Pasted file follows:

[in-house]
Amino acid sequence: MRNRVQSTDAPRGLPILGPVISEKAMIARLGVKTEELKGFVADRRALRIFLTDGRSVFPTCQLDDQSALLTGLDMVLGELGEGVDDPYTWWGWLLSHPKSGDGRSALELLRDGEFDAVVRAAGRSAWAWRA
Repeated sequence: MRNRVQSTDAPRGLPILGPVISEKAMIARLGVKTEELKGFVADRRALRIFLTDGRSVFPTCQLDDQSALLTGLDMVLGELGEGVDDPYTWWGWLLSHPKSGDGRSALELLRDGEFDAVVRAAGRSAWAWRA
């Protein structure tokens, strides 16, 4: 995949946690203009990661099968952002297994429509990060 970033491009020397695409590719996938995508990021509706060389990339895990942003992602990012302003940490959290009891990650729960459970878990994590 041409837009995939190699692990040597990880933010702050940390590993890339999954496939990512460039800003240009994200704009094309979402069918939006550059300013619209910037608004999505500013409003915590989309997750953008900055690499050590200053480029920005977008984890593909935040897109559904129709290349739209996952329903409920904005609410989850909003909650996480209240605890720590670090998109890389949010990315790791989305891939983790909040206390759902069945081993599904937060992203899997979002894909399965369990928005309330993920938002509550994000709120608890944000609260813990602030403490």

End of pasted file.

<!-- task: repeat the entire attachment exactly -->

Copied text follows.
[in-house]
Amino acid sequence: MRNRVQSTDAPRGLPILGPVISEKAMIARLGVKTEELKGFVADRRALRIFLTDGRSVFPTCQLDDQSALLTGLDMVLGELGEGVDDPYTWWGWLLSHPKSGDGRSALELLRDGEFDAVVRAAGRSAWAWRA
Repeated sequence: MRNRVQSTDAPRGLPILGPVISEKAMIARLGVKTEELKGFVADRRALRIFLTDGRSVFPTCQLDDQSALLTGLDMVLGELGEGVDDPYTWWGWLLSHPKSGDGRSALELLRDGEFDAVVRAAGRSAWAWRA
């Protein structure tokens, strides 16, 4: 995949946690203009990661099968952002297994429509990060 970033491009020397695409590719996938995508990021509706060389990339895990942003992602990012302003940490959290009891990650729960459970878990994590 041409837009995939190699692990040597990880933010702050940390590993890339999954496939990512460039800003240009994200704009094309979402069918939006550059300013619209910037608004999505500013409003915590989309997750953008900055690499050590200053480029920005977008984890593909935040897109559904129709290349739209996952329903409920904005609410989850909003909650996480209240605890720590670090998109890389949010990315790791989305891939983790909040206390759902069945081993599904937060992203899997979002894909399965369990928005309330993920938002509550994000709120608890944000609260813990602030403490």